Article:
User:Michiexile/MATH198/Lecture 2

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Morphisms and objects

Some morphisms and some objects are special enough to garner special names that we will use regularly.

In morphisms, the important properties are

  • cancellability - the categorical notion corresponding to properties we use when solving, e.g., equations over \mathbb N:
3x = 3y \Rightarrow x = y
  • existence of inverses - which is stronger than cancellability. If there are inverses around, this implies cancellability, by applying the inverse to remove the common factor. Cancellability, however, does not imply that inverses exist: we can cancel the 3 above, but this does not imply the existence of 1/3\in\mathbb N.

Thus, we'll talk about isomorphisms - which have two-sided inverses, monomorphisms and epimorphisms - which have cancellability properties, and split morphisms - which are mono's and epi's with correspodning one-sided inverses. We'll talk about what these concepts - defined in terms of equationsolving with arrows - apply to more familiar situations. And we'll talk about how the semantics of some of the more wellknown ideas in mathematics are captured by these notions.

For objects, the properties are interesting in what happens to homsets with the special object as source or target. An empty homset is pretty boring, and a large homset is pretty boring. The real power, we find, is when all homsets with the specific source or target are singleton sets. This allows us to formulate the idea of a 0 in categorical terms, as well as capturing the roles of the empty set and of elements of sets - all using only arrows.


An arrow f:A\to B in a category C is an isomorphism if it has a twosided inverse g. In other words, we require the existence of a g:B\to A such that fg=1_B and gf=1_A.

In concrete categories

In a category of sets with structure with morphisms given by functions that respect the set structure, isomorphism are bijections respecting the structure. In the category of sets, the isomorphisms are bijections.

Representative subcategories

Very many mathematical properties and invariants are interesting because they hold for objects regardless of how, exactly, the object is built. As an example, most set theoretical properties are concerned with how large the set is, but not what the elements really are.

If all we care about are our objects up to isomorphisms, and how they relate to each other - we might as well restrict ourselves to one object for each isomorphism class of objects.

Doing this, we get a representative subcategory: a subcategory such that every object of the supercategory is isomorphic to some object in the subcategory.


A groupoid is a category where all morphisms are isomorphisms. The name originates in that a groupoid with one object is a bona fide group; so that groupoids are the closest equivalent, in one sense, of groups as categories.


In concrete categories



In concrete categories

Terminal objects

Pointless sets and global constants

Initial objects

Zero objects

  • Isomorphisms and existence of inverses.
  • Epi- and mono-morphisms and cancellability.
    • Examples in concrete categories.
    • Monomorphisms and subobjects:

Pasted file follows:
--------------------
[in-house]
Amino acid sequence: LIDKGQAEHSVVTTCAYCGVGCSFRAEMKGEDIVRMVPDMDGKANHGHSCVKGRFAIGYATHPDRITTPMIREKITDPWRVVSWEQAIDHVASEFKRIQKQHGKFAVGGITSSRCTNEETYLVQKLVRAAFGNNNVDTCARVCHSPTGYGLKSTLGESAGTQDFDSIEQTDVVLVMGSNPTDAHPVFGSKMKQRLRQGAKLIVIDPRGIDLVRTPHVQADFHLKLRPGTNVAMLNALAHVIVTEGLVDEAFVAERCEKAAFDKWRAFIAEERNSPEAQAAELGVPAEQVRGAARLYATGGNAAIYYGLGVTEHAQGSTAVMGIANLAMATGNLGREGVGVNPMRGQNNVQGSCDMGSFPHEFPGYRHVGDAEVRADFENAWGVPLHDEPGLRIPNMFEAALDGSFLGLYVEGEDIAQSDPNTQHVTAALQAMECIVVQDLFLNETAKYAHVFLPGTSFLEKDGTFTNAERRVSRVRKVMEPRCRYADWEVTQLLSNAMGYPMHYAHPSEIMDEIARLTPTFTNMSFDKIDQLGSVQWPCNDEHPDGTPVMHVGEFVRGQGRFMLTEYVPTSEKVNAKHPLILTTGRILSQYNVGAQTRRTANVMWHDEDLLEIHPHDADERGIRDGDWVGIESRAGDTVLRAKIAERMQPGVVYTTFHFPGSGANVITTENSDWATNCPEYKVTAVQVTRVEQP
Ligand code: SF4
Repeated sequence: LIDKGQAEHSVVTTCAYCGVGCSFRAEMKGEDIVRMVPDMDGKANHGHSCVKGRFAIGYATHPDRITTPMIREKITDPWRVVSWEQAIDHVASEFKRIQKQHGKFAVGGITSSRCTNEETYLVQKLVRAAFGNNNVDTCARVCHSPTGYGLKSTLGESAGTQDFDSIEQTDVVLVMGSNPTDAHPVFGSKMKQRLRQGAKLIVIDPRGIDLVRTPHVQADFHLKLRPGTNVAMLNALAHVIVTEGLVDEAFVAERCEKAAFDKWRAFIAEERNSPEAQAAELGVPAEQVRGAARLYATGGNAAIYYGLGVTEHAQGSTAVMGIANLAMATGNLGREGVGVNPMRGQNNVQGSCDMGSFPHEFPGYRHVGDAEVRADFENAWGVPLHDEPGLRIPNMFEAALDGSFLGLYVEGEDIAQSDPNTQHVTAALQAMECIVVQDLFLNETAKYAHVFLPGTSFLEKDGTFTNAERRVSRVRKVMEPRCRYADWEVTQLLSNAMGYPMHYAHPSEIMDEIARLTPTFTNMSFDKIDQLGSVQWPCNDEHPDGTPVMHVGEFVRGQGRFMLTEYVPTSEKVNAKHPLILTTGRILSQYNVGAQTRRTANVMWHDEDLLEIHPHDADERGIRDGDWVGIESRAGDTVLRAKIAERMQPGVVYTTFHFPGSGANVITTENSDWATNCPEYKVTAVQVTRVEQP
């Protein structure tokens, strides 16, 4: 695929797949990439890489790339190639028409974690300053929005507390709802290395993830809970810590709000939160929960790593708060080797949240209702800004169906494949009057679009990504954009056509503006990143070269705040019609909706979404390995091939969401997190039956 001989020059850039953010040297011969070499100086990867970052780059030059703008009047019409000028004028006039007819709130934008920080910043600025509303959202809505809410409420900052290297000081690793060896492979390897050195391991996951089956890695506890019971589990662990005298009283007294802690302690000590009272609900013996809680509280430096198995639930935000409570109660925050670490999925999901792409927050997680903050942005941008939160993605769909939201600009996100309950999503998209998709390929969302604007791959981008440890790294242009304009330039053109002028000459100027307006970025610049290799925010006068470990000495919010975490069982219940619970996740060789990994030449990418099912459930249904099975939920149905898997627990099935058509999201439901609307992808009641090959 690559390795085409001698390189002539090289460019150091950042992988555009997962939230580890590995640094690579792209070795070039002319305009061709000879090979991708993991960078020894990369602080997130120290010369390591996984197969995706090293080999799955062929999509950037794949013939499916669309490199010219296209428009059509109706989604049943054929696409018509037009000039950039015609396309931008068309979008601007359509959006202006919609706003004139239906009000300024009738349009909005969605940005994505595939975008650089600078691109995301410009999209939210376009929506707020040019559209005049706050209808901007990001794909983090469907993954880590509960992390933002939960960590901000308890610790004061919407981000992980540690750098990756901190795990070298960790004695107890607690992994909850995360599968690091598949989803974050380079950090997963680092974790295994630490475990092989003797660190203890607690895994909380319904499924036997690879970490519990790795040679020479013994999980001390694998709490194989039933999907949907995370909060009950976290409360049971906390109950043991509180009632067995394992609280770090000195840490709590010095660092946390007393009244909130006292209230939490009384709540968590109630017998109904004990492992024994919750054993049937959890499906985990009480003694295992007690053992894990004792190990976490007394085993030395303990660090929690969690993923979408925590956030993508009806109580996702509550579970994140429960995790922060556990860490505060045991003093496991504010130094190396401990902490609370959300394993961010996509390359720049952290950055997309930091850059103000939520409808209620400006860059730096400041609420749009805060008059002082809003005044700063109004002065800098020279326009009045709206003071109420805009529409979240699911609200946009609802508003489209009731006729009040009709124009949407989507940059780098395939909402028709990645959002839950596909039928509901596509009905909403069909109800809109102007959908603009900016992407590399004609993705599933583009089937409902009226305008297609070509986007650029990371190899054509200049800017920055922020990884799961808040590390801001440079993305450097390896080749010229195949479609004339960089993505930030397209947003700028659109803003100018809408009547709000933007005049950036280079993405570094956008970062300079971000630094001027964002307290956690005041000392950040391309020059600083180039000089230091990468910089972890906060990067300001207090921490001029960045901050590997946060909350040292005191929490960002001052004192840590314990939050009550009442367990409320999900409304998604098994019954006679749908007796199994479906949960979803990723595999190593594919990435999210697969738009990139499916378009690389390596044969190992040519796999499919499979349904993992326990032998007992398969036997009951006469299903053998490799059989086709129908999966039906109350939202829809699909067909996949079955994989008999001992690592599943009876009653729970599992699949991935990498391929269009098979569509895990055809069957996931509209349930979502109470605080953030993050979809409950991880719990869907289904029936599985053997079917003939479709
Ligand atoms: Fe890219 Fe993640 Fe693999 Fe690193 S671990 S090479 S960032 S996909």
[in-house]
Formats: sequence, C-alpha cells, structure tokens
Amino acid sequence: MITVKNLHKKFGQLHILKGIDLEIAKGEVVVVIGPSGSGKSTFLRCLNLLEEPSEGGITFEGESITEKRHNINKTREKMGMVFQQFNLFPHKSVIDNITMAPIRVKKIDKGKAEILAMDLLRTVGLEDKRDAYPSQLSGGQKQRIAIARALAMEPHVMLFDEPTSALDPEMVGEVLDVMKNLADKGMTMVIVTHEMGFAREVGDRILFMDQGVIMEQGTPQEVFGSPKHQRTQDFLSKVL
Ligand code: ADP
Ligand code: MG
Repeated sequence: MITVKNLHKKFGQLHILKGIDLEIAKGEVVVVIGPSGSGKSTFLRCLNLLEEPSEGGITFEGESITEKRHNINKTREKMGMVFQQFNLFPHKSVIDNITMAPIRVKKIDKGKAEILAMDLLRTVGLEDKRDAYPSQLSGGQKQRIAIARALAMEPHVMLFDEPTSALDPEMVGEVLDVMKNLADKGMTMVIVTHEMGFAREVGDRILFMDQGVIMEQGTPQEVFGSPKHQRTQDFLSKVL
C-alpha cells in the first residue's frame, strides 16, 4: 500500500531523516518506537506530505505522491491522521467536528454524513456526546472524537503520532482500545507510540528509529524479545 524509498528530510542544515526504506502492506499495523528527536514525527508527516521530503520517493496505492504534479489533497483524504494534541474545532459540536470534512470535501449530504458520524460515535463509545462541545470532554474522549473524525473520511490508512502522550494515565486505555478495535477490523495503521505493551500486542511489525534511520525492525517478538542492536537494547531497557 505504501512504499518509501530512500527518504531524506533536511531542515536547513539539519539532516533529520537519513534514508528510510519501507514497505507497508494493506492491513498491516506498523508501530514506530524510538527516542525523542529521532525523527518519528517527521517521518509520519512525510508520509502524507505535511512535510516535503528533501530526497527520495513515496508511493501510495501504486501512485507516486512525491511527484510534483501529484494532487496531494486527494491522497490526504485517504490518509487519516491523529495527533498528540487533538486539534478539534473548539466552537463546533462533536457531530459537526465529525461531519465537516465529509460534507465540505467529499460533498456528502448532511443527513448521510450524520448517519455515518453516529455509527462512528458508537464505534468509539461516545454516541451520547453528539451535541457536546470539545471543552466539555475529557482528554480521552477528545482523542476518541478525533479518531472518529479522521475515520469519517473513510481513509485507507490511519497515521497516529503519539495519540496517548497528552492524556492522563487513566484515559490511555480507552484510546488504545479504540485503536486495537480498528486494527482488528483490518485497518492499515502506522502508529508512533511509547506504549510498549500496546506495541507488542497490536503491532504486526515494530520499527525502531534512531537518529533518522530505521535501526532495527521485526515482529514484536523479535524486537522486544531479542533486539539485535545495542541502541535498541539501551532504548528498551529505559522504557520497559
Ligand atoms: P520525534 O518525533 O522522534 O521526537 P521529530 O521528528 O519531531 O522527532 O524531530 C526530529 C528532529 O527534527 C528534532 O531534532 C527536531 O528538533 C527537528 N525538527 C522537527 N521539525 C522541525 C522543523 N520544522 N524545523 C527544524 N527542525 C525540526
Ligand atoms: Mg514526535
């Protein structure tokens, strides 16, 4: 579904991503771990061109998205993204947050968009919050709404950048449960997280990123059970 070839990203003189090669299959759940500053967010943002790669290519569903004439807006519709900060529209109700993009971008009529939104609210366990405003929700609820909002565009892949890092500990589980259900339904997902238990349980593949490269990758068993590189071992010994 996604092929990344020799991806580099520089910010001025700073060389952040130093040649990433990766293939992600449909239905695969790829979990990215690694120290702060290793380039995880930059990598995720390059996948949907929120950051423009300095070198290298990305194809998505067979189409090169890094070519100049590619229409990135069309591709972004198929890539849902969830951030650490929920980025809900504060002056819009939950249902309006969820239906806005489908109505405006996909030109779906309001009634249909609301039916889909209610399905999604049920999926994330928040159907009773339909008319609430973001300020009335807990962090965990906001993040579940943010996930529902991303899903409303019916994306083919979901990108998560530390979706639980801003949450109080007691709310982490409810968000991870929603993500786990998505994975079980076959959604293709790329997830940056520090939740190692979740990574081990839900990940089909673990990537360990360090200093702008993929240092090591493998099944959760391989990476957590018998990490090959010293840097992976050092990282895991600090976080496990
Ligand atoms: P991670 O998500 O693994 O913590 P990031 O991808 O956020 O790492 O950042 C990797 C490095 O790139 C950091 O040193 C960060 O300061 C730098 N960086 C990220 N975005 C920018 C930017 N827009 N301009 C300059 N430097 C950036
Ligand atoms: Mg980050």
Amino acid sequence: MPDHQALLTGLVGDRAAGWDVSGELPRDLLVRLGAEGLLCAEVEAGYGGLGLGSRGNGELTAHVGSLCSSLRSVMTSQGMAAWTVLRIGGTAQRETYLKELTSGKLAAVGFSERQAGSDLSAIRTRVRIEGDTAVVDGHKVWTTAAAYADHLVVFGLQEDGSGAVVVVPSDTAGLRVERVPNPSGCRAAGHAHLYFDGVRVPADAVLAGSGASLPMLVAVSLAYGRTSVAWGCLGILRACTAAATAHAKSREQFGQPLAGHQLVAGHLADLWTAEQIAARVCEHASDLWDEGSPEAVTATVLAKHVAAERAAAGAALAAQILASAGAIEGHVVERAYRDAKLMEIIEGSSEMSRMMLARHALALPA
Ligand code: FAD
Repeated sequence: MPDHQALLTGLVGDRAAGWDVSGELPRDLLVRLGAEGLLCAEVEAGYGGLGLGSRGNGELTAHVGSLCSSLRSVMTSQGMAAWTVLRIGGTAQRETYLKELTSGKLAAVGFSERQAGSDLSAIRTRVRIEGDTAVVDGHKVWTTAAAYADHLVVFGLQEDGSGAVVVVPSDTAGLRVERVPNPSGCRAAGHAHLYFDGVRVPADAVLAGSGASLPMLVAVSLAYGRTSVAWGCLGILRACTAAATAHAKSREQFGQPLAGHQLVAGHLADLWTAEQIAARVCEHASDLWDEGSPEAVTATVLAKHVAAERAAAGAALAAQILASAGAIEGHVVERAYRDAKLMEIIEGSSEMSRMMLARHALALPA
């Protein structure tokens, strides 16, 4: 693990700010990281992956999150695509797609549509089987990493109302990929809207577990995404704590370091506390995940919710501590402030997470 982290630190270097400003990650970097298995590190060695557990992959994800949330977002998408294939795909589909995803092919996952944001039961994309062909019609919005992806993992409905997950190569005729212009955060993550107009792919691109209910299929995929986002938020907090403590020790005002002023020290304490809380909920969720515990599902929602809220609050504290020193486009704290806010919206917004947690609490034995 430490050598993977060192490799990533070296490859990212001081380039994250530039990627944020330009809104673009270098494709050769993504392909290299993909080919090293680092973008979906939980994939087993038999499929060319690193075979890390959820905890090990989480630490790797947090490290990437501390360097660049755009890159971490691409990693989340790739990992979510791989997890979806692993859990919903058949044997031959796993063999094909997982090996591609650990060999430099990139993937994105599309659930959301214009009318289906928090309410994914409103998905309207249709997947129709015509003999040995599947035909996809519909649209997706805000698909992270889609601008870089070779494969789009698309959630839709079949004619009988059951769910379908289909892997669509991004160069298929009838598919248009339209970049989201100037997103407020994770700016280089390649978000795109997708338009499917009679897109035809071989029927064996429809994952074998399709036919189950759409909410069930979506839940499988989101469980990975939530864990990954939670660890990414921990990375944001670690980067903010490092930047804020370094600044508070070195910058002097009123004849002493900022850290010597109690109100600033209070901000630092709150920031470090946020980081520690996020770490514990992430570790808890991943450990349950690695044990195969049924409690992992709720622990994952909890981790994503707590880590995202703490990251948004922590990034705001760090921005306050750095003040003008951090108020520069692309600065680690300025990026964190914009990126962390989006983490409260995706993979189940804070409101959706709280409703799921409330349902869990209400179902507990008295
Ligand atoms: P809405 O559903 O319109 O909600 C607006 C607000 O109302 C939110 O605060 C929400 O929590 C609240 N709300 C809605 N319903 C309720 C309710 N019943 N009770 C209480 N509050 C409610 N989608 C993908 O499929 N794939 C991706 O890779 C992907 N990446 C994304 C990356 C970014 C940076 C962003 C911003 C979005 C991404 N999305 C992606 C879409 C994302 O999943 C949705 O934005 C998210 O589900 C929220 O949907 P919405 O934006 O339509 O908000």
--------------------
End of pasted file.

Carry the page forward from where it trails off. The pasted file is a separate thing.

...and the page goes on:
• Factoring through. Equivalence relation by mutual factoring.
      • Subobjects as equivalence classes of monomorphisms.
    • Splitting and the existence of inverses.
  • Terminal and initial objects.
    • Constants. Pointless sets.


The arrows of a category are called morphisms. This is derived from homomorphisms.

Some arrows have special properties that make them extra helpful; and we'll name them:

A morphism with the same object as source and target.
A morphism that is left-cancellable. Corresponds to injective functions. We say that f is a monomorphism if for any g_1,g_2, the equation fg_1 = fg_2 implies g_1=g_2. In other words, with a concrete perspective, f doesn't introduce additional relations when applied.
A morphism that is right-cancellable. Corresponds to surjective functions. We say that f is an epimorphism if for any g_1,g_2, the equation g_1f = g_2f implies g_1=g_2.

Note, by the way, that cancellability does not imply the existence of an inverse. Epi's and mono's that have inverses realizing their cancellability are called split.

A morphism is an isomorphism if it has an inverse. Split epi and split mono imply isomorphism. Specifically, f:v\to w is an isomorphism if there is a g:w\to v such that fg=1_w and g=1_v.
An automorphism is an endomorphism that is an isomorphism.


In a category, we use a different name for the vertices: objects. This comes from the roots in describing concrete categories - thus while objects may be actual mathematical objects, but they may just as well be completely different.

Just as with the morphisms, there are objects special enough to be named. An object v is

if [v,w] has exactly one element for all other objects w.
if [w,v] has exactly one element for all other objects w.
A Zero object
if it is both initial and terminal.

All initial objects are isomorphic. If i_1,i_2 are both initial, then there is exactly one map i_1\to i_2 and exactly one map i_2\to i_1. The two possible compositions are maps i_1\to i_1 and i_2\to i_2. However, the initiality condition holds even for the morphism set [v,v], so in these, the only existing morphism is 1_{i_1} and 1_{i_2} respectively. Hence, the compositions have to be this morphism, which proves the statement.

Dual category

The same proof carries over, word by word, to the terminal case. This is an illustration of a very commonly occurring phenomenon - dualization.